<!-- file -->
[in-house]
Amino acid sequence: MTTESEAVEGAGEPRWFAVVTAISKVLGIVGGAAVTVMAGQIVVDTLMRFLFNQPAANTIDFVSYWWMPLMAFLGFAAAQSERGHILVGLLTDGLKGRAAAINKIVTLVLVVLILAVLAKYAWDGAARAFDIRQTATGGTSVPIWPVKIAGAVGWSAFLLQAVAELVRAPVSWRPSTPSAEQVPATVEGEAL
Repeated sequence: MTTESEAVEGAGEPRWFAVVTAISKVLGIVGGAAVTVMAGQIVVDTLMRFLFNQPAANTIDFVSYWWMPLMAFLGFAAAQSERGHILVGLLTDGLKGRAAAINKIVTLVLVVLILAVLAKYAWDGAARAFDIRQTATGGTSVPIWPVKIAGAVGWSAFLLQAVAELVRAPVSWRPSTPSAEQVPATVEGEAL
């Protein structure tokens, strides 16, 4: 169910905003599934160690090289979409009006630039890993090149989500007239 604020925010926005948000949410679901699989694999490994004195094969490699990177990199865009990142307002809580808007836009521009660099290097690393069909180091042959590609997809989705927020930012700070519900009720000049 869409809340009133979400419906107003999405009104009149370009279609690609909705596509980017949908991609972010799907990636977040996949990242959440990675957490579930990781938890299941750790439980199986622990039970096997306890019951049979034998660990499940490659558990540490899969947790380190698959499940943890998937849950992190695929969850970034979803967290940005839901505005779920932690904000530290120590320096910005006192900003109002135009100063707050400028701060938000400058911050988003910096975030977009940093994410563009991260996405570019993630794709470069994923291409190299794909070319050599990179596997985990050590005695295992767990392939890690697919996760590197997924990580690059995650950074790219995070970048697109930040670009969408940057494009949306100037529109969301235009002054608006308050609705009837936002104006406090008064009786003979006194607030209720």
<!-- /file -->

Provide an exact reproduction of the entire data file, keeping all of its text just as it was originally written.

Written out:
[in-house]
Amino acid sequence: MTTESEAVEGAGEPRWFAVVTAISKVLGIVGGAAVTVMAGQIVVDTLMRFLFNQPAANTIDFVSYWWMPLMAFLGFAAAQSERGHILVGLLTDGLKGRAAAINKIVTLVLVVLILAVLAKYAWDGAARAFDIRQTATGGTSVPIWPVKIAGAVGWSAFLLQAVAELVRAPVSWRPSTPSAEQVPATVEGEAL
Repeated sequence: MTTESEAVEGAGEPRWFAVVTAISKVLGIVGGAAVTVMAGQIVVDTLMRFLFNQPAANTIDFVSYWWMPLMAFLGFAAAQSERGHILVGLLTDGLKGRAAAINKIVTLVLVVLILAVLAKYAWDGAARAFDIRQTATGGTSVPIWPVKIAGAVGWSAFLLQAVAELVRAPVSWRPSTPSAEQVPATVEGEAL
């Protein structure tokens, strides 16, 4: 169910905003599934160690090289979409009006630039890993090149989500007239 604020925010926005948000949410679901699989694999490994004195094969490699990177990199865009990142307002809580808007836009521009660099290097690393069909180091042959590609997809989705927020930012700070519900009720000049 869409809340009133979400419906107003999405009104009149370009279609690609909705596509980017949908991609972010799907990636977040996949990242959440990675957490579930990781938890299941750790439980199986622990039970096997306890019951049979034998660990499940490659558990540490899969947790380190698959499940943890998937849950992190695929969850970034979803967290940005839901505005779920932690904000530290120590320096910005006192900003109002135009100063707050400028701060938000400058911050988003910096975030977009940093994410563009991260996405570019993630794709470069994923291409190299794909070319050599990179596997985990050590005695295992767990392939890690697919996760590197997924990580690059995650950074790219995070970048697109930040670009969408940057494009949306100037529109969301235009002054608006308050609705009837936002104006406090008064009786003979006194607030209720």